Eat Hoboken - A School Lunch BlogFri 28 May 2010
Story by Peta
Since Jamie's Food Revolution aired in the States there has been an outpouring off support from people from across the country. Many people are starting their own revolution. Here is a special story from Peta as she has been visiting her child’s school at lunchtime to eat lunch with her daughter:
Greetings from Hoboken and many thanks for having me on JamieOliver.com!Early March saw the birth of EAT Hoboken- A School Lunch Blog. What provoked me to become an advocate for better school food? First, my own personal relationship with food, memories of home-cooked meals being enjoyed with family and friends and seeing how the schools have turned into giant fast food outlets, had a huge impact. Second, distaste for processed fast foods and agribusiness and how each of them are environmentally destroying the earth made me realize the need to bring about awareness. Third, a developing obsession with the slow food movement, a passion ignited by Jamie Oliver’s Food Revolution and an admiration for our First Lady, Michelle Obama, activated something inside of me. Fourth, the thought of having our kids grow up with health problems ranging from obesity to diabetes really made me think long and hard about our planets future. Also, finding out that our Food Service Provider was not delivering what they promised as per the menu was extremely frustrating. The tipping point was really seeing what the kids were being served. Discovering insipid chicken nuggets with brown-green spots, dry overcooked pizza and no fresh fruit or vegetables just added fuel to my fire. It saddened me that in a country as rich and plentiful as America, the kids were being served absolute junk and we, for the most part, were okay with it…or are we?
Initially the school was uneasy but they have an open-door policy with the parents and so were understanding and supportive of the cause. The school district itself however, has been a little slower and guarded on receiving criticism. They believe that there are 2100 other kids in our district that are ‘happily eating lunch’ and that there is no problem since 98% of parents have not complained. On the other hand the contracted Food Service Company has been quite responsive.
Since EAT Hoboken started, a fruit basket has been permanently placed in the cafeteria and this month saw the inclusion of fresh vegetables and fruits almost daily in the district-wide menu! A welcome change from the canned vegetables and syrupy fruit concoctions that were regularly served! I believe someone must be listening. My daughter and her classmates love that I visit the school. 3,4 and 5 year olds need to be encouraged to try new foods and its always interesting to get feedback on a meal. Even the lunch lady has grown fond of me…she now calls me Ms. Pest. Very endearing ;)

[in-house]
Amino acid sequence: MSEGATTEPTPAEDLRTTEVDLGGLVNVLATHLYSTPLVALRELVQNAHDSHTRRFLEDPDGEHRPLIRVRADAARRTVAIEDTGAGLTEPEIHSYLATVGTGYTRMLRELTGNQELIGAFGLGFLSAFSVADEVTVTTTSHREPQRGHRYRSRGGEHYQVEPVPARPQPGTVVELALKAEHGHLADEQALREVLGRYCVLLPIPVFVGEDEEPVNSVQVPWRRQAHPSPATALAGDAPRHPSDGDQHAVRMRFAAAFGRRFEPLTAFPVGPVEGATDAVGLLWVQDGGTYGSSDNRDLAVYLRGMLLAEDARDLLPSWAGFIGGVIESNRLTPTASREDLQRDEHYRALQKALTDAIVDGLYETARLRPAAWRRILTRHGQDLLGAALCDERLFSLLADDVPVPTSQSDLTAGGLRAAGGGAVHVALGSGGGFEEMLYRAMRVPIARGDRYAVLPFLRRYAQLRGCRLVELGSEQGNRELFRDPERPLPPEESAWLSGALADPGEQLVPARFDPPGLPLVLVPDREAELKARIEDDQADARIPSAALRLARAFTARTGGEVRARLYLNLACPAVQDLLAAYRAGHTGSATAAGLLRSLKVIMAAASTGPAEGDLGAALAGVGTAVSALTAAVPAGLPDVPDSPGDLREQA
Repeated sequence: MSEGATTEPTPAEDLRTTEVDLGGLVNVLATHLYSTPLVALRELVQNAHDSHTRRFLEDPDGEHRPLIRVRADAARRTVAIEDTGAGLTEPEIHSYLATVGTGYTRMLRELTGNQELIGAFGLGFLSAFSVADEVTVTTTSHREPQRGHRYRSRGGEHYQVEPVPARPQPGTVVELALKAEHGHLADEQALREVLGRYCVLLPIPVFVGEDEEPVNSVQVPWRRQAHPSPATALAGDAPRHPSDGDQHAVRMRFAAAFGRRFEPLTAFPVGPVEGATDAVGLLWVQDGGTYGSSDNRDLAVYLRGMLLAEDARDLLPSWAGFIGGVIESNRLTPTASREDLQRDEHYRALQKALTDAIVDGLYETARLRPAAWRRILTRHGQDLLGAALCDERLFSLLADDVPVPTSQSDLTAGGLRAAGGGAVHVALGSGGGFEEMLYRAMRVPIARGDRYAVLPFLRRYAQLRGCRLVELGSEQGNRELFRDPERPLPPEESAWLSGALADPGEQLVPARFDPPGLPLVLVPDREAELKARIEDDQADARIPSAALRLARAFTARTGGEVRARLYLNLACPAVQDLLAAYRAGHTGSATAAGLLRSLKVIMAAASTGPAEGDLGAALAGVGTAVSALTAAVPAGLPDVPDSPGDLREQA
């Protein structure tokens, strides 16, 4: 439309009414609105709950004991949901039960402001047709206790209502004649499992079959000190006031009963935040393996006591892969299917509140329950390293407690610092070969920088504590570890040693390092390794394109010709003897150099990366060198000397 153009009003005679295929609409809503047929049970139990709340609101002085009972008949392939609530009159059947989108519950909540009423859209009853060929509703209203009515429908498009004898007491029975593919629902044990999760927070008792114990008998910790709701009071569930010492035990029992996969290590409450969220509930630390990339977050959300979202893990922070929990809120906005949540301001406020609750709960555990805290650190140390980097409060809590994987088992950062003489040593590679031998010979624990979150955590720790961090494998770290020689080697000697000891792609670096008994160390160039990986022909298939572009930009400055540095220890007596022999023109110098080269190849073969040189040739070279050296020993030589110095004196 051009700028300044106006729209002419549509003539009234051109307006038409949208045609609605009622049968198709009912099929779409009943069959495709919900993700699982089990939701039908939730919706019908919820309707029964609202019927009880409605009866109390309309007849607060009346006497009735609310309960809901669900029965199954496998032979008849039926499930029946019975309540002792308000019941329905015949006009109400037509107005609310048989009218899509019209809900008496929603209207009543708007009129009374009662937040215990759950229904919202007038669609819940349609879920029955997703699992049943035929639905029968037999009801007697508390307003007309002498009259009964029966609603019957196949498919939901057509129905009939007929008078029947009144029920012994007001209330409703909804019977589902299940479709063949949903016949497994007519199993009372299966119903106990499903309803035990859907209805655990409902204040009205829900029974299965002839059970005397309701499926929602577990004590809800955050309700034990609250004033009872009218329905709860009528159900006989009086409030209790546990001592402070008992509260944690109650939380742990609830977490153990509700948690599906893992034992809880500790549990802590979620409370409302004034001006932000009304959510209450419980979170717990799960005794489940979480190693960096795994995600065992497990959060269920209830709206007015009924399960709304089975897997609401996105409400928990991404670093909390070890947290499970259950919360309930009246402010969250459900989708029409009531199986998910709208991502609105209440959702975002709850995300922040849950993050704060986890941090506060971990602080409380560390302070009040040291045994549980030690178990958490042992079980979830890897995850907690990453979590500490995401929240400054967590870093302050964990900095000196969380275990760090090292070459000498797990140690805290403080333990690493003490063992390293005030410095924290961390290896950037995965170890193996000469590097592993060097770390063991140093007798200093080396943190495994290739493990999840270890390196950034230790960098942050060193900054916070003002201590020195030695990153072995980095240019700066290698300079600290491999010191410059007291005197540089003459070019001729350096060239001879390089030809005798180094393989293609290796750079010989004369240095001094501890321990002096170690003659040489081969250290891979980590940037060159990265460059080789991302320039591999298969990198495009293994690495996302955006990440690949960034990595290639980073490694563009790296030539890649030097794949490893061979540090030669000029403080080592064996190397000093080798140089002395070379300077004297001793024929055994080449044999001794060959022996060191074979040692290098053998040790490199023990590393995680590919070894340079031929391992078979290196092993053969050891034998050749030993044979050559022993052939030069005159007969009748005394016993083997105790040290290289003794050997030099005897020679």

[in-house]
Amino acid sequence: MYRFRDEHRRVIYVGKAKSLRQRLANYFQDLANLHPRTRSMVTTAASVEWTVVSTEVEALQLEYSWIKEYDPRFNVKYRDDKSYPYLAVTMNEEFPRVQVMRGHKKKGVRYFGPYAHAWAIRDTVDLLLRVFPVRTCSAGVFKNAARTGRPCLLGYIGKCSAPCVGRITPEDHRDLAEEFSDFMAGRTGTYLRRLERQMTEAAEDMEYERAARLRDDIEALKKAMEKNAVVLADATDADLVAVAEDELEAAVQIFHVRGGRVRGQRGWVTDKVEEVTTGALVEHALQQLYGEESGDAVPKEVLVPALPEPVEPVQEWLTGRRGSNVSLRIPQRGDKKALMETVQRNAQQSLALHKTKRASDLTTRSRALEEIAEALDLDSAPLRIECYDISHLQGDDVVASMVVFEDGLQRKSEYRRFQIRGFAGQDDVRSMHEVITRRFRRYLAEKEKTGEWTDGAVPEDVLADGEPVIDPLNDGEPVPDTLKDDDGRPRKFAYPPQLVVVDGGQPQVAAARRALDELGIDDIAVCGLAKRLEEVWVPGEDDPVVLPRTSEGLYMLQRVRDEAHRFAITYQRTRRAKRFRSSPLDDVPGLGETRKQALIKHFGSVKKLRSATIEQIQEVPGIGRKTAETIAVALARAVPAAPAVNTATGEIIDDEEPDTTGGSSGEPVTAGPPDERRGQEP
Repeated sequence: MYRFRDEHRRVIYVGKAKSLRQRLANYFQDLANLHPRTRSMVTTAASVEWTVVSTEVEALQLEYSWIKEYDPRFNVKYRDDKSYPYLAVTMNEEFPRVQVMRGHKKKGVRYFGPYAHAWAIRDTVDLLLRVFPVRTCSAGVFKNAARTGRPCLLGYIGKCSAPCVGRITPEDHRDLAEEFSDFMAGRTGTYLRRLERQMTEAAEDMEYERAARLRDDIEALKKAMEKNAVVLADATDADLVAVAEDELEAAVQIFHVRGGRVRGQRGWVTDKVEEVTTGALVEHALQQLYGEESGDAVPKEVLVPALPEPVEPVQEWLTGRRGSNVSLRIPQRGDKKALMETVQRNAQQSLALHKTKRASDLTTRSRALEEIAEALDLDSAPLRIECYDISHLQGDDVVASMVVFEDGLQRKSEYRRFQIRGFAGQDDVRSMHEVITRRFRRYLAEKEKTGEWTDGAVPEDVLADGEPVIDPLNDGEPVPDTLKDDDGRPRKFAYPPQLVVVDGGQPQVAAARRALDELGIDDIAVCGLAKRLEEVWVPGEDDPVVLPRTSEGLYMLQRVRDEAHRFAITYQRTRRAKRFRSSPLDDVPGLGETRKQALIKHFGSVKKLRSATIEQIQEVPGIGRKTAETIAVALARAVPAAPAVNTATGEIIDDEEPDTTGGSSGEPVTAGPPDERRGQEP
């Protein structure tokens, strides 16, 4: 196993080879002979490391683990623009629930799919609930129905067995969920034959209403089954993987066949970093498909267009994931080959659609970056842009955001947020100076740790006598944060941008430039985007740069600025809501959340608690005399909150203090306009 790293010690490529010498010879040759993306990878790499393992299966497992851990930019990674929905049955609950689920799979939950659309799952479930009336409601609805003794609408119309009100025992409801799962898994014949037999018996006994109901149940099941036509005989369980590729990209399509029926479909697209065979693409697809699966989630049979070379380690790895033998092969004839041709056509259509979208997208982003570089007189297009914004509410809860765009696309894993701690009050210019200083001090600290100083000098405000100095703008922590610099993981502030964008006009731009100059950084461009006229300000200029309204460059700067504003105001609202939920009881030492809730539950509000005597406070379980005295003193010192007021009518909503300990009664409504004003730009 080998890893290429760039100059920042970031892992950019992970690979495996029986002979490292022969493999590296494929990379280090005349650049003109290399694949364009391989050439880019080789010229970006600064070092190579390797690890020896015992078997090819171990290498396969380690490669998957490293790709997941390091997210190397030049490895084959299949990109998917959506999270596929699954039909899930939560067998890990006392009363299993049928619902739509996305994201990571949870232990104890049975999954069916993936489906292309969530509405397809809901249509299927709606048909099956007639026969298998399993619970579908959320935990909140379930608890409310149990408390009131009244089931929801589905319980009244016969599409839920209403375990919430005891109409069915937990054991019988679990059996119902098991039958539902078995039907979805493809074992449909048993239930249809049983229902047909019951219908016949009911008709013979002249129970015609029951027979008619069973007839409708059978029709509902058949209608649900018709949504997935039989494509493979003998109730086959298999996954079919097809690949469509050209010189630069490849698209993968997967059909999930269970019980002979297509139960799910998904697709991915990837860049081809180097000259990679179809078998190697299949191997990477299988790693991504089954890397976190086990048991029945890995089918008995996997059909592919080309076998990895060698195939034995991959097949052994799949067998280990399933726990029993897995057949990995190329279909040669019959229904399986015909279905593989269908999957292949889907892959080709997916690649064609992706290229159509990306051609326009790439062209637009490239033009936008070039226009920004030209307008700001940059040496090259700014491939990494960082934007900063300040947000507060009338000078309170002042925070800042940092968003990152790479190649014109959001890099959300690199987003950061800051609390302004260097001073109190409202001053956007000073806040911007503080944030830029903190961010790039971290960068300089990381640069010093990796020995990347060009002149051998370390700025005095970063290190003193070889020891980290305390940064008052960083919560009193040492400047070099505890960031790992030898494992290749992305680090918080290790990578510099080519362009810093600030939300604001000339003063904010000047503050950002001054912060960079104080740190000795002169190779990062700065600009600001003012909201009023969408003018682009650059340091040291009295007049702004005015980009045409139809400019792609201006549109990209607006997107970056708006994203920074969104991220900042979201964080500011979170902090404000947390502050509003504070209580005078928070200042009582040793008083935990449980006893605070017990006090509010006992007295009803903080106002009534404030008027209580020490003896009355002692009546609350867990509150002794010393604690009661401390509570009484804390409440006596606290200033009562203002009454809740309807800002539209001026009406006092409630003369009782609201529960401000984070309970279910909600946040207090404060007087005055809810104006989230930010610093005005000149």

A food revolution IS happening because parents like myself are getting involved. Have lunch with your kid and check it out. I did and change has slowly come about. Raise awareness, make some noise, and give our children a real shot at a healthy life, their future depends on it and so does this planets’.
Find out more about Jamie's Food Revolution.
- Pilot Light Chefs Spark Food Education In Chicago
- Something For Lunch. Too Much To Ask For Kiwi Kids?
- Dirty Hands Can Lead To Healthy Hearts.
- TEDxManhattan: Changing The Way We Eat
- The 52 New Foods Challenge: Prepare For Success
- Food Truth Chefs Visit Food Literacy Center
- January 2015: New Year, New Challenges
- Making Wellness Happen In Forest Hills, Queens
- The 52 New Foods Challenge: Start The New Year Right
- The 52 New Foods Challenge: Easy Soup Recipes
- Food Revolution Toronto: Teamwork For A Common Goal
- Easy Holiday No Bake Desserts
- December 2014 Monthly Challenges
- The US School Food Fight: An Update
- Blog Of The Month: The 52 New Foods Challenge
- Ambassador Of The Month: Getting Kids Excited To Cook
- The UK School Food Plan - Year One
- Cooking Studio Brings Food Education To Taiwan
- Thanksgiving Leftovers For Breakfast
- Thanksgiving Food Traditions